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Palaeoclimatology: Global cooling

Science 323, 1187–1190 (2009)

Large parts of Antarctica became suddenly and substantially icy about 34 million years ago. Oxygen-isotope records suggest that a simultaneous accumulation in ice cover happened in the Northern Hemisphere, which is now challenged by Zhonghui Liu of Yale University and his colleagues.

They calculate sea-surface temperatures for the period using a pair of chemical proxies (tetraether and unsaturated alkenone) found in sediment cores retrieved from 11 locations around the world. According to their calculations, high-latitude cooling averaged 5 °C.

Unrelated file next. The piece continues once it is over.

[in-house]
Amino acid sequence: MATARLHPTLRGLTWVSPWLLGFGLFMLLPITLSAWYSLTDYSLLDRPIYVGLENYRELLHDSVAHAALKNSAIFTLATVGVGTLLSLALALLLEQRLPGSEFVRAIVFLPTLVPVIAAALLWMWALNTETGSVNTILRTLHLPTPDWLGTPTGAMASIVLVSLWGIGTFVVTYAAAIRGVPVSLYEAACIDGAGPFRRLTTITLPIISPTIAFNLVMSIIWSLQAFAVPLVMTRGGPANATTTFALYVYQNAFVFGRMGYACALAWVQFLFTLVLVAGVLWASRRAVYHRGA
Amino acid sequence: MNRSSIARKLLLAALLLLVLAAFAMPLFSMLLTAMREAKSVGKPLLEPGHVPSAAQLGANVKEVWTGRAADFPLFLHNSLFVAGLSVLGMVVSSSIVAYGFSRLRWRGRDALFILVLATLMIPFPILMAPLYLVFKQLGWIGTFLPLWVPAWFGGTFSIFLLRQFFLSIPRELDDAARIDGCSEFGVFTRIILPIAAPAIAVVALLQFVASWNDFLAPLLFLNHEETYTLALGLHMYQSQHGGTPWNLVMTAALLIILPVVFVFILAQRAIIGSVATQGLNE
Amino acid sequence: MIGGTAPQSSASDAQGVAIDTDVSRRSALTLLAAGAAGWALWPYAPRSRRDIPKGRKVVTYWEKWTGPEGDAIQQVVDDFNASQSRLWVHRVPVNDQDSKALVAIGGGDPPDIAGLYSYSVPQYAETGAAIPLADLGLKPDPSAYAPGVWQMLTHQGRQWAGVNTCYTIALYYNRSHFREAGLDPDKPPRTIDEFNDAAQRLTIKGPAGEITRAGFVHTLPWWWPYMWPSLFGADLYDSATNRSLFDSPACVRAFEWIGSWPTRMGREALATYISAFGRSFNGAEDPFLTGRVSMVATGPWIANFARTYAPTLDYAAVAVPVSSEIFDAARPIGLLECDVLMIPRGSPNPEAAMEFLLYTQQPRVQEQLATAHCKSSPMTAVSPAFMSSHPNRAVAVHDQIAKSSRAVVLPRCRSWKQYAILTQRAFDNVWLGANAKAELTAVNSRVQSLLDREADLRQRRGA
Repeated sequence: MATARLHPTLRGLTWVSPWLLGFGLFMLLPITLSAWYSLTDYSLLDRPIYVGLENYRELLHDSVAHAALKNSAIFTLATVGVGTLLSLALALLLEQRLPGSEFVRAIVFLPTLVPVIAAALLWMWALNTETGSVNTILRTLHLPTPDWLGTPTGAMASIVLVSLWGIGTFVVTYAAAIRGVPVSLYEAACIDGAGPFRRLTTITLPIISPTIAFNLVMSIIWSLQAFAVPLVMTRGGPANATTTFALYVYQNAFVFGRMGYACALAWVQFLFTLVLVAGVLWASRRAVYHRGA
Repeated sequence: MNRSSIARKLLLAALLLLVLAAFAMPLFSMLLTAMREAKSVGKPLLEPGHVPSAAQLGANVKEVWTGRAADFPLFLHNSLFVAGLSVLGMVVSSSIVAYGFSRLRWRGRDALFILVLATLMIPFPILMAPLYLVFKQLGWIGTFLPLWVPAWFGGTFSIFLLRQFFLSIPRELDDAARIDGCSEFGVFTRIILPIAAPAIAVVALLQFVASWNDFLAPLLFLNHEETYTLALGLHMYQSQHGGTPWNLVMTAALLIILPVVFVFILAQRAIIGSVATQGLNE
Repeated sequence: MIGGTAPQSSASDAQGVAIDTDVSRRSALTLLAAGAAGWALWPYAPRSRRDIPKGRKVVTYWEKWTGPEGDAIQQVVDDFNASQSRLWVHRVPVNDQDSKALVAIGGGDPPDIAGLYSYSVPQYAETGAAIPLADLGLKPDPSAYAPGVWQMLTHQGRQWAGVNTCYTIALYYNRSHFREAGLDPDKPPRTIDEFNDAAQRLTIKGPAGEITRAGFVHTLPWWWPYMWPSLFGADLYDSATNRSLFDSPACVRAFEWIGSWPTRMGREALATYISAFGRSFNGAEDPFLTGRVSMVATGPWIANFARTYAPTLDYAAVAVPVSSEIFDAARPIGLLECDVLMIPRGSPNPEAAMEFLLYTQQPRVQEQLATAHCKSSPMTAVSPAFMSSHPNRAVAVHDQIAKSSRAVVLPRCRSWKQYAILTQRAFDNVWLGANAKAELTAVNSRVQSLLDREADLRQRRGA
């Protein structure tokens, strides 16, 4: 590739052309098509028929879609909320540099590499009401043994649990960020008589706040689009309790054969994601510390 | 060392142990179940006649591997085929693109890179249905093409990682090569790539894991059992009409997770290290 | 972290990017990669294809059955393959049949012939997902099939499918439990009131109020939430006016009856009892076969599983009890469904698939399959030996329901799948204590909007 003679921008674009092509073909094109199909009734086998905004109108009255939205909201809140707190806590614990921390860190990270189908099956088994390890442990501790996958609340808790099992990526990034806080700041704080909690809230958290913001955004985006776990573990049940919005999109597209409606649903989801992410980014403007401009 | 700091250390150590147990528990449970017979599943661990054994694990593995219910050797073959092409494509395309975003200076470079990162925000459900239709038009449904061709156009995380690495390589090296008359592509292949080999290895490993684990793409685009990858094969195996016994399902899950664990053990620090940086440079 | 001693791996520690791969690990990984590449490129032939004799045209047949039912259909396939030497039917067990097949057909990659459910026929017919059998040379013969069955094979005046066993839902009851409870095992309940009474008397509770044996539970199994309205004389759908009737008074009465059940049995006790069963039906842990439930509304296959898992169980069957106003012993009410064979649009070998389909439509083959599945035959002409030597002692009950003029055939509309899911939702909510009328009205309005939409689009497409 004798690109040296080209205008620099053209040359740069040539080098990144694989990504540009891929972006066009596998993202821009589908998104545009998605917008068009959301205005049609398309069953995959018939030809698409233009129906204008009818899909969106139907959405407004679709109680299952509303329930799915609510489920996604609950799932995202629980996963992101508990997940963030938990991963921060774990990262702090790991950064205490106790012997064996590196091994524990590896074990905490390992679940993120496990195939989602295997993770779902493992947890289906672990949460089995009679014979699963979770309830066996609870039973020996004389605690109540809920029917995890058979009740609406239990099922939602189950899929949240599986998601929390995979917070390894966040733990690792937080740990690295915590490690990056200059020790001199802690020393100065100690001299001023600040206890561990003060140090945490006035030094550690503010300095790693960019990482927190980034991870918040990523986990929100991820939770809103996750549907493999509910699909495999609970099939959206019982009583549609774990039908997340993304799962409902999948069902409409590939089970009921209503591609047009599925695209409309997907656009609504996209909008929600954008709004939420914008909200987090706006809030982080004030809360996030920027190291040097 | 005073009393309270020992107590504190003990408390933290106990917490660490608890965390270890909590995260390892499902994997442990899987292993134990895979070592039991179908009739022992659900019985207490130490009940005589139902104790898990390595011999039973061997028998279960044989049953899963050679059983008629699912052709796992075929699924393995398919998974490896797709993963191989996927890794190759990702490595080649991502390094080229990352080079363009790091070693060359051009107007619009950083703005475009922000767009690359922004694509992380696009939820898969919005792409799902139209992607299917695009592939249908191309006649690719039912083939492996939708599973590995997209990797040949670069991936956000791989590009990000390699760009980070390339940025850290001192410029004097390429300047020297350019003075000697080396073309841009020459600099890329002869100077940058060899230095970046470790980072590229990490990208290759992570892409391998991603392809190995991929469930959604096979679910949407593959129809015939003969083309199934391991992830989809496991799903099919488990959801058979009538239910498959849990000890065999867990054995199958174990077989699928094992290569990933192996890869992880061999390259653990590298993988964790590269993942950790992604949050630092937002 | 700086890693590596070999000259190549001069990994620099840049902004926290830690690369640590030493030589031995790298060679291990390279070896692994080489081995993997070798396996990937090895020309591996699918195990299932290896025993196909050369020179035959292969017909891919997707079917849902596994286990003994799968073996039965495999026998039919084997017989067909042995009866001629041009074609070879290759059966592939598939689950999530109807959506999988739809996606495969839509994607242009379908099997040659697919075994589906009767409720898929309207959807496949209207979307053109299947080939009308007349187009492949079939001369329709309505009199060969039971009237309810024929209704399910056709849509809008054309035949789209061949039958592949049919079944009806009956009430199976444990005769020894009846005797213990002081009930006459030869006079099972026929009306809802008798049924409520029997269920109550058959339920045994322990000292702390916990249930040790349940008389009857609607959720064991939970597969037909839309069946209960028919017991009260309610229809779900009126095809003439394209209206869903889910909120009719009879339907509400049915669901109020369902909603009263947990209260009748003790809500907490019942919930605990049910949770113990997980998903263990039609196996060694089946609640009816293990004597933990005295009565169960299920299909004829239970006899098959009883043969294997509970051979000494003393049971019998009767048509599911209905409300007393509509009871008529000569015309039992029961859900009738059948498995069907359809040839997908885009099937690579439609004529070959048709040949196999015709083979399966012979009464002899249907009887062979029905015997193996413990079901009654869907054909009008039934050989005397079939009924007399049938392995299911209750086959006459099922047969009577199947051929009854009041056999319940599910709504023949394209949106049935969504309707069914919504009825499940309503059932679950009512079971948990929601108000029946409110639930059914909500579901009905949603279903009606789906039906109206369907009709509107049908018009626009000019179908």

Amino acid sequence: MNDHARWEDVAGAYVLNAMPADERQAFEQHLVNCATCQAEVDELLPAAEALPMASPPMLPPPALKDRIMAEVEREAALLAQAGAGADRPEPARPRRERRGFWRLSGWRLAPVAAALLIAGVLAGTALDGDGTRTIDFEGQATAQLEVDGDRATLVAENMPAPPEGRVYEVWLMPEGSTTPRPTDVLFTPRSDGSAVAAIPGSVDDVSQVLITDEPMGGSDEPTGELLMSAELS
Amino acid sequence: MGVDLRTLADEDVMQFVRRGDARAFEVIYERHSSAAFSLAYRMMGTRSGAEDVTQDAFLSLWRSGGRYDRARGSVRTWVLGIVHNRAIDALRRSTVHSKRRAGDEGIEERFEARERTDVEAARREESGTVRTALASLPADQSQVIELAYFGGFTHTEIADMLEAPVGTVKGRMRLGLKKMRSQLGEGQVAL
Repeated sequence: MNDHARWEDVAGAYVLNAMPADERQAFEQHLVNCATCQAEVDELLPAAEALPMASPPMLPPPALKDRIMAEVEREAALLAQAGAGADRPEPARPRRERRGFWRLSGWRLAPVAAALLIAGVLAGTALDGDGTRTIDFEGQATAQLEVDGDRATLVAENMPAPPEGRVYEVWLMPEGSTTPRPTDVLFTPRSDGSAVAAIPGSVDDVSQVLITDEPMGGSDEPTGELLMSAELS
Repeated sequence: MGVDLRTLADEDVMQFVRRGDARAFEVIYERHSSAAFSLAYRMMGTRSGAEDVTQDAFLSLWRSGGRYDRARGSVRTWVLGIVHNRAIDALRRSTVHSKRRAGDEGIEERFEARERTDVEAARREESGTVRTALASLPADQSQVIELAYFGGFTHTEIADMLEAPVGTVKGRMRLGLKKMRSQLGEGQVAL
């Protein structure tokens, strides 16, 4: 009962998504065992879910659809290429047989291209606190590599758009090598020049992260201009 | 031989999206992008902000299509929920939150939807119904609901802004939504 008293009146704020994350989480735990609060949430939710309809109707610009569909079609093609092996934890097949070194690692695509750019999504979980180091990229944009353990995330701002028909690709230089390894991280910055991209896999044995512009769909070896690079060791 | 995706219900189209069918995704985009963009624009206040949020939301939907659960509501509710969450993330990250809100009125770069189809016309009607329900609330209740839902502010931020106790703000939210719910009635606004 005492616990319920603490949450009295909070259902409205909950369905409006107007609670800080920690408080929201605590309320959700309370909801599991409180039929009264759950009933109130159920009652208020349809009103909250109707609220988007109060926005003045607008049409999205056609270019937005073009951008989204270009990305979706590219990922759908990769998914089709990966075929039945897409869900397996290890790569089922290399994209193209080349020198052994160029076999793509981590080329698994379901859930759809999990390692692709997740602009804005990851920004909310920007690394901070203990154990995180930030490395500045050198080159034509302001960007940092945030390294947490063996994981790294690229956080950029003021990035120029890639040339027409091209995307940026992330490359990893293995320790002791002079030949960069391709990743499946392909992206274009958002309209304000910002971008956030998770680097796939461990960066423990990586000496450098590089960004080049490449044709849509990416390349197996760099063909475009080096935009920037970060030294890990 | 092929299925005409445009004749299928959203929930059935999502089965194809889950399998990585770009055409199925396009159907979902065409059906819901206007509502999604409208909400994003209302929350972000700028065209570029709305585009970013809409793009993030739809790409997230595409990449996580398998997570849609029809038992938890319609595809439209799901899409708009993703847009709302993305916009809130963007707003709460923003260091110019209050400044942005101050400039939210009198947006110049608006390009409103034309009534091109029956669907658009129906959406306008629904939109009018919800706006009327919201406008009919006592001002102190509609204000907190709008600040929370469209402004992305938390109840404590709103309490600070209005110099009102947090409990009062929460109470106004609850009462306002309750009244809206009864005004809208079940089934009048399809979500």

After plugging their numbers into an ocean-circulation model, the team calculated that ocean cooling could explain the discrepancy in oxygen-isotope records: a Northern Hemisphere glaciation would not have been required.

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Palaeoclimatology: Global cooling. Nature 458, 11 (2009). https://doi.org/10.1038/458011b

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